Read the following essay.
On Umbrella Morals
-Alfred George Gardiner
A sharp shower came on as I walked along the street, but I did not put up my umbrella. The truth is I couldn't put up my umbrella. The frame would not work for one thing, and even if it had worked, I would not have put the thing up, because it was falling to pieces and I would be the laughing stock. The fact is, the umbrella is not my umbrella at all. It is the umbrella of some person who I hope will read these lines. He has got my silk umbrella. I have got the cotton one he left in exchange. I imagine him walking along the street under my umbrella, and throwing a scornful glance at the fellow who was carrying his ugly thing. I dare say the rascal laughed silently as he eyed the fool with his cotton umbrella. He is one of those people who have what I may call an umbrella conscience.
I hope you know the sort of person I mean. He would never put his hand in another's pocket, or forge a cheque or rob a cashbox --not even if he had the chance. But he will swap umbrellas, or forget to return a book, or take a rise out of the railway company. In fact he is a thoroughly honest man who allows his honesty the benefit of the doubt. Perhaps he takes your umbrella at random from the barber's stand. He knows he can't get a worse one than his own. He may get a better one. He doesn't look at it very closely until he is well on his way. Then, "Dear me! I've taken the wrong umbrella," he says, with an air of surprise, for he likes really to feel that he has made a mistake. "Ah, well, it's no use going back now. He'd be gone. And I've left him mine! "It is thus that we play hide-and-seek with our own conscience. It is not enough not to be found out by others; we refuse to be found out by ourselves. Quite impeccable people, people who ordinarily seem unspotted from the world, are afflicted with umbrella morals.
It was a well-known preacher who was found dead in a first-class railway carriage with a third-class ticket in his pocket. And as for books, who has any morals where they are concerned? I remember some years ago the library of a famous divine and literary critic, who had died, being old. It was a splendid library of rare books, chiefly concerned with seventeenth-century writers, about whom he was a distinguished authority. Multitudes of the books had the marks of libraries all over the country. He had borrowed them and never found a convenient opportunity of returning them. They clung to him like precedents to law. Yet he was a holy man and preached admirable sermons, as I can bear witness. And, if you press me on the point, I shall have to own that it is hard to part with a book you have come to love.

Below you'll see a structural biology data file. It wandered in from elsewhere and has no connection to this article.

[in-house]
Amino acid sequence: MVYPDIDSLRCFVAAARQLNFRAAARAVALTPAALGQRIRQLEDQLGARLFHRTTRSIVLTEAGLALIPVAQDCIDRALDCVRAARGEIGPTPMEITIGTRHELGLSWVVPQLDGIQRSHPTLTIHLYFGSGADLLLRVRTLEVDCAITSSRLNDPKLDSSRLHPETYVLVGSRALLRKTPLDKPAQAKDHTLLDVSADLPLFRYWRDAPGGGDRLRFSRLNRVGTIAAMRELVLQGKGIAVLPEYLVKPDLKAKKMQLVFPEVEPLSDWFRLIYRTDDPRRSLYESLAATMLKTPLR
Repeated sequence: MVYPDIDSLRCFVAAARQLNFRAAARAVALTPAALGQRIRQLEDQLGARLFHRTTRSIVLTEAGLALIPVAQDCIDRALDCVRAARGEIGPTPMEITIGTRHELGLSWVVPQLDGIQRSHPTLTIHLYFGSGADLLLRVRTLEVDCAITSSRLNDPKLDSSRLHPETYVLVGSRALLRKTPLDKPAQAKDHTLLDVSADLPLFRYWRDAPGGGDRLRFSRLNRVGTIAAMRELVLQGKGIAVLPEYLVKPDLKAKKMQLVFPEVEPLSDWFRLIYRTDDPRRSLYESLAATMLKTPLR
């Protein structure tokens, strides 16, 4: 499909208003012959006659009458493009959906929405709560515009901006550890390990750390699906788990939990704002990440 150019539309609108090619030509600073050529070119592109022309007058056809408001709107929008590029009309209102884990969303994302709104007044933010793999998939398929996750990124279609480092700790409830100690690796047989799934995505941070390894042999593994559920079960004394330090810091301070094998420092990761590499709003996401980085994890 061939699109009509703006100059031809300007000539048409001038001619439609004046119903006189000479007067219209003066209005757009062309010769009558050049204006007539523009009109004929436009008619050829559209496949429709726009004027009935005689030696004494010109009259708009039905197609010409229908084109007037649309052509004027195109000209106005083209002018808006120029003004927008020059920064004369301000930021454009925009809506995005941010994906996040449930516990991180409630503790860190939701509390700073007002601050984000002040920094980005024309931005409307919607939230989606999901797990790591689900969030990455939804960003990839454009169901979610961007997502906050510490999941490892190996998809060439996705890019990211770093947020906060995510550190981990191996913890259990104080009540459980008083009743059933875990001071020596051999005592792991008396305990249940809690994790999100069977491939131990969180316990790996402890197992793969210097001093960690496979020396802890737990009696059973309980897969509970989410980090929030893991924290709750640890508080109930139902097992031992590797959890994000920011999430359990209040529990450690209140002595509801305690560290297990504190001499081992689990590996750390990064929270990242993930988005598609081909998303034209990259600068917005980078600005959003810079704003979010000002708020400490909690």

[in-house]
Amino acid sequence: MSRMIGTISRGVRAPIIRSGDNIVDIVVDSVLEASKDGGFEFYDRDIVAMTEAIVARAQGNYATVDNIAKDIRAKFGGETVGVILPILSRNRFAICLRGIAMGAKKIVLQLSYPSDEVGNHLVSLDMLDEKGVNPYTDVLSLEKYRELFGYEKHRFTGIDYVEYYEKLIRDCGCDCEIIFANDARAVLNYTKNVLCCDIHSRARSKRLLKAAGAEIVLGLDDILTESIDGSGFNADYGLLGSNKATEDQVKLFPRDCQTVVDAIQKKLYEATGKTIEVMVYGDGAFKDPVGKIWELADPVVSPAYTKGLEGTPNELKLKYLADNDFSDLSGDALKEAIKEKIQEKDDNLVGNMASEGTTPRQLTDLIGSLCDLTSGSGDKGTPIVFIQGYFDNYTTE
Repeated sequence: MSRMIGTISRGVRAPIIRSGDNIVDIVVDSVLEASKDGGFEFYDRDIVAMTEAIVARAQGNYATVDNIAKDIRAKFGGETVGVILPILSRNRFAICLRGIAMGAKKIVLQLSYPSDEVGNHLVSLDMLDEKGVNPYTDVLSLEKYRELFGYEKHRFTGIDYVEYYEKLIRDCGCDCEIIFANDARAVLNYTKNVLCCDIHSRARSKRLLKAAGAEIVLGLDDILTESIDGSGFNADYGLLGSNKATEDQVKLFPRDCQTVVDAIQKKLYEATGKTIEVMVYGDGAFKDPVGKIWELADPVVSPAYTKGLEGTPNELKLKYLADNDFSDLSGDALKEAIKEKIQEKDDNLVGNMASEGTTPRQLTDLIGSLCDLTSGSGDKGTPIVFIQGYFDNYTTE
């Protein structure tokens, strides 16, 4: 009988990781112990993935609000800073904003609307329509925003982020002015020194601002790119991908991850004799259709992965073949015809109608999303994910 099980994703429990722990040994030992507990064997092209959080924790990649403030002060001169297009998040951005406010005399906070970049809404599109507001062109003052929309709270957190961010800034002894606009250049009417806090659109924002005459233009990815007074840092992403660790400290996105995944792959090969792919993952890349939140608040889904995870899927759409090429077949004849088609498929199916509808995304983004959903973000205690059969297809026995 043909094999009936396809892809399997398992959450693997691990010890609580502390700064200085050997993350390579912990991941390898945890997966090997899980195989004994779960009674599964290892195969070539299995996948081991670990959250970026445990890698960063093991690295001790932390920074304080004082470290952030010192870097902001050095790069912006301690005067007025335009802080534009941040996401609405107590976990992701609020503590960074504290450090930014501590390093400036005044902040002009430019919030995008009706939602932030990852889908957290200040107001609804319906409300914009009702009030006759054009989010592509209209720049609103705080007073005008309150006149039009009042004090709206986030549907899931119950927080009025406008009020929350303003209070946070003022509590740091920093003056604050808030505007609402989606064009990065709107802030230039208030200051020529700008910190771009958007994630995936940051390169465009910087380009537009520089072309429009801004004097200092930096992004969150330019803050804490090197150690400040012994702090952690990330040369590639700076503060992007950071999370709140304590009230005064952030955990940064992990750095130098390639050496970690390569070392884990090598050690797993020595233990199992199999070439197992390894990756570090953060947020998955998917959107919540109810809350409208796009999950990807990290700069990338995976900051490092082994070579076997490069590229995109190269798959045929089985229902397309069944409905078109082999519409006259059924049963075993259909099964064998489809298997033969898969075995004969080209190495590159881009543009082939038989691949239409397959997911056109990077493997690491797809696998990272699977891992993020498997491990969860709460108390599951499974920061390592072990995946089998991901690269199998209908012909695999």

It is possible, of course, that the gentleman who took my silk umbrella did really make a mistake. Perhaps if he knew the owner he would return it with his compliments. After my experience to-day, I think I will engrave my name on my umbrella. But not on that baggy thing standing in the corner. I do not care who relieves me of that. It is anybody's for the taking.
Here is a summary written by a student. Read it carefully and edit it in terms of the absence of 'linkers, tense, prepositions, articles and punctuation.
Summary written by a student
In this essay, the author talks about his umbrella. He said "The truth is I couldn't put up my umbrella. The frame would not work for one thing, and even if it had worked, I would not have put the thing up, because it was falling to pieces and I would be the laughing stock." he said that his own silk umbrella was took away by some rascal who has umbrella conscience.
In the second para he said that he will swap umbrellas, or forget to return a book, or take a rise out of the railway company. In fact he is a thoroughly honest man who allows his honesty the benefit of the doubt. Perhaps he takes your umbrella at random from the barber's stand. Then he says he took the umbrella in mistake. I like what the author says here "Dear me! I've taken the wrong umbrella. Ah, well, its no use going back now. He'd be gone. And I've left him mine!"
Third para talked of a preacher, a famous literary critic who are dishonest, but I don't think they are dishonest it is quite possible anybody including you but me. haven't you ever forgot to return a library book? The author himself agreed in the end saying if you press me on the point, I shall have to own that it is hard to part with a book you have come to love.
The author ends the story agreeing that the man who takes his umbrella returns it with compliments. He learnt an lesson that he must write his name on umbrella. I fully agree with author, I write my name on my umbrella, books, and suitcase where I go on tour because if my suitcase is lost and you find you return it seeing my name I forgot to tell I always write my address so you can send it to my address.